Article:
Friday, May 25 , 2018, 9:37 am | Mostly Cloudy 63º

 
 
 
 

Samantha Steele: Time to Remove the Chains on Sideline Reporters?

Rather than having us just stand by, we could fan out and take the stands for a real game change

I have a love/hate relationship with The Wall Street Journal.

In a day and age when most of the news I read is delivered in 140 characters or less, the WSJ serves as my post-college professor ... constantly reminding me of how little I really know.

It’s the humility that comes from reading financial articles referring to a mysterious term called REIT, only to realize that my confusion is the equivalent of someone reading a sports article and wondering what NCAA stands for.

While I’m learning about left bookrunners and proprietary trading, I tend to pathetically reassure myself with thoughts like “I bet these guys don’t know the difference between With the awareness that my assertion was at best presumptuous, my confidence reached an all-time low as I read the sports section in The Journal’s Jan. 15 edition. In a diagram titled, “What’s in a Game?” David Biderman broke down an average broadcast of an NFL game into frames representing every 1 percent aired.

As someone who has watched countless football practices and games, the fact that only 9.4 percent was actual playing time was no big shocker.

What surprised me was the frame labeled “Other.”

A subset underneath the frame divulged its contents. Coming in behind “kicker warming up” was “sideline reporters” at 0.1 percent.

Correct me if I’m wrong, but I’m pretty sure we still allow trans fats in our food if it’s only at 0.1 percent. There’s usually an asterisk that states, “not a substantial source of ...”

I’m always unsure of what to say when people ask me what I do for a living. I learned very early on that “reporter” can be interpreted by some to be false advertising. The word “sideline” is quite the qualifier. When added together, the words evoke an entirely different response (think along the lines of the difference between “mother” and “potential mother”).

When I took my first job as a sideline reporter, I had no delusions of grandeur. I grew up the daughter of a coach, in a household where sideline reporters were as appreciated as the vegetables on the tray next to the chips and salsa. There was no real problem with them being there, but no one had any use for them either.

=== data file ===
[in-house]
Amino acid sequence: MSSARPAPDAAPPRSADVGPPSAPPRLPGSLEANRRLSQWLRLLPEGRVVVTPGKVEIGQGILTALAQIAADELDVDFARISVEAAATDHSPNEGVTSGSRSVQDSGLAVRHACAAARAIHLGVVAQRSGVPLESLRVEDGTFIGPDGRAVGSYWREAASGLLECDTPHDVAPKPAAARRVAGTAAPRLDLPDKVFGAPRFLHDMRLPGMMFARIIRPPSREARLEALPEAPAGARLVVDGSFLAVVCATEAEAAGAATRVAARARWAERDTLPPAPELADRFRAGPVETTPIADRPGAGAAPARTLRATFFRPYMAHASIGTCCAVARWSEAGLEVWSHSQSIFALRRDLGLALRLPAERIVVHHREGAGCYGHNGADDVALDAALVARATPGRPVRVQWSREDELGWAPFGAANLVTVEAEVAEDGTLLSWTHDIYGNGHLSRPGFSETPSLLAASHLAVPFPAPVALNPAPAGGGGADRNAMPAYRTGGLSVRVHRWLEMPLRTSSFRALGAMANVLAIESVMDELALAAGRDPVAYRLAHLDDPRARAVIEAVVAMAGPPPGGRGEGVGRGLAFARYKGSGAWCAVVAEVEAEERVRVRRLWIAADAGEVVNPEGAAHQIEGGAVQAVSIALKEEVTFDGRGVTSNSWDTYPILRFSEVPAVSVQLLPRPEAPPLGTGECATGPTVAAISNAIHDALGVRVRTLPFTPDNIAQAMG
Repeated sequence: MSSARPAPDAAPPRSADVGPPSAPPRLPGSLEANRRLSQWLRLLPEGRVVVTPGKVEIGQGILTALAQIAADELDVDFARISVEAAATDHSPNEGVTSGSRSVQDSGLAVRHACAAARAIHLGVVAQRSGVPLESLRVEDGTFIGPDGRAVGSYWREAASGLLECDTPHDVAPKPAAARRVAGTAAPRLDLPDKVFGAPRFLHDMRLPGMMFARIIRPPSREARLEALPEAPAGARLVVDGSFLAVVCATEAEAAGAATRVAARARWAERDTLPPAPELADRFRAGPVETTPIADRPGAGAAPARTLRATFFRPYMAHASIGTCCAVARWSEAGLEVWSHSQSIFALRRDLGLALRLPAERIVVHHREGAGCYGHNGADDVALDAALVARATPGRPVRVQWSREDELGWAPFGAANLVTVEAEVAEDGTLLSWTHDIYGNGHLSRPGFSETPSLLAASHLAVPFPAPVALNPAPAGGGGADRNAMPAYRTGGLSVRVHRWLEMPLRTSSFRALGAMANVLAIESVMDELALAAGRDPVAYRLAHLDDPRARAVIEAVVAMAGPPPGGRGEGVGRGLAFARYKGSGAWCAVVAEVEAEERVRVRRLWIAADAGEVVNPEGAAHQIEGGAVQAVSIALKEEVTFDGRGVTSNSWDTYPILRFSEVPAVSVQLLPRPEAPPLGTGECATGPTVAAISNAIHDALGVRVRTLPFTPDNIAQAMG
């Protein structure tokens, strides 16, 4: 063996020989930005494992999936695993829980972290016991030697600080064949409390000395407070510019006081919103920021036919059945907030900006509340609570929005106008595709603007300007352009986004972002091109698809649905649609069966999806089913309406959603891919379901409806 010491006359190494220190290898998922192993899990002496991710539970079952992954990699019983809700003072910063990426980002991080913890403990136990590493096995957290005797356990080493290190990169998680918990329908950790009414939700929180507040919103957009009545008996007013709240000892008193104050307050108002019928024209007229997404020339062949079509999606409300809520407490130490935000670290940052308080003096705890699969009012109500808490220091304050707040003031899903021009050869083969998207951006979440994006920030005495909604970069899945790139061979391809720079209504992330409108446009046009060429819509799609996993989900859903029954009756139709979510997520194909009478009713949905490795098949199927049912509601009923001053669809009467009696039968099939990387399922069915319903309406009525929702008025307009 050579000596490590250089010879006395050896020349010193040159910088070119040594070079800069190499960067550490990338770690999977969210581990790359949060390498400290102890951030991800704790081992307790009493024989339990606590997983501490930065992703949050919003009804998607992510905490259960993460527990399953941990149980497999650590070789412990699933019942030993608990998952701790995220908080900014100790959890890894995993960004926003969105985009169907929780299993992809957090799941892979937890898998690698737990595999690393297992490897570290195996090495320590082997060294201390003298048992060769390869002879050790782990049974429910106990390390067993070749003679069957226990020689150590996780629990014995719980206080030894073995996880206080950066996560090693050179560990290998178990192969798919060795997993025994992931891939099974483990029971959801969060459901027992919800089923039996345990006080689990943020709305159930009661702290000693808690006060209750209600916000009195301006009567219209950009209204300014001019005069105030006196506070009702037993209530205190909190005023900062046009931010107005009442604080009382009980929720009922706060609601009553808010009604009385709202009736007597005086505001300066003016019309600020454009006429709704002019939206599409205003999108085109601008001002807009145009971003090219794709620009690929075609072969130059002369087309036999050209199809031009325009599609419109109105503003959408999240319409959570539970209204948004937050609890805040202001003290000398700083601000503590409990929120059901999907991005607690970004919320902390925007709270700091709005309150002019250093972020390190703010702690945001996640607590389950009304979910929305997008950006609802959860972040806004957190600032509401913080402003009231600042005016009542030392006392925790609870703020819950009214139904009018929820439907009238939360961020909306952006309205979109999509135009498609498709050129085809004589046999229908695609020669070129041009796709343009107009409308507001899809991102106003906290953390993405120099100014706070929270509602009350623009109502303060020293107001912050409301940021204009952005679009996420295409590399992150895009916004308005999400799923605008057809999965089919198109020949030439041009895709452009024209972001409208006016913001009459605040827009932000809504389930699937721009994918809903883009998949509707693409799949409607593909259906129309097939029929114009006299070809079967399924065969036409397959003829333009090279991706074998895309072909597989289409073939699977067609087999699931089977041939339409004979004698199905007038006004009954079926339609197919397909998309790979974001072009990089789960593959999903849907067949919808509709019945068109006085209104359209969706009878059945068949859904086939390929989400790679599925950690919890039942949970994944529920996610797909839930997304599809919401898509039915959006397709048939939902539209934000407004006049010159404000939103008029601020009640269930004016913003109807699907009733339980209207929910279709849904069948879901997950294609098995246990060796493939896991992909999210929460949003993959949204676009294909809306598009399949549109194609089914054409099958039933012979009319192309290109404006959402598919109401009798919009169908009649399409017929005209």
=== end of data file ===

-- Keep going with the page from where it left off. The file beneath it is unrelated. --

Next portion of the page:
Over the last three years, I’ve listened to execs, super-fans, coaches and co-workers tell me what a sideline reporter is supposed to do. None of them entirely agree.

I’ve had post-broadcast discussions with people who think my hair was of utmost importance and those who think I didn’t expound upon the difference between slide and gap protection enough. Still, they all agree on one thing. Don’t interrupt a play — the cardinal sin of sideline reporting.

Got it.

At the risk of making this job sound overwhelmingly easy, let me clarify by saying that I genuinely believe sideline reporting is one of the most difficult jobs in TV.

Now that I’ve got you laughing, think this one through with me.

Here’s your task: I’m gonna need you to say something that your football-savvy and highly critical audience would be intrigued to know about the players they read about daily and you’ve been around for a day (maybe), with limited access. It needs to be relevant to this drive, objective, professional yet comfortable and, hopefully, funny. Also, please look gorgeous. You have 20 seconds.

GO.

Now before I sound like the most bitter-for-no-good-reason 24-year-old, I must say that I am incredibly grateful for the opportunity to get paid to talk about football for any number of seconds. I travel around the country and get to meet all kinds of people, pick the brains of some of the best coaches around, and watch some of the best athletes perform in front of thousands. There is nothing to complain about.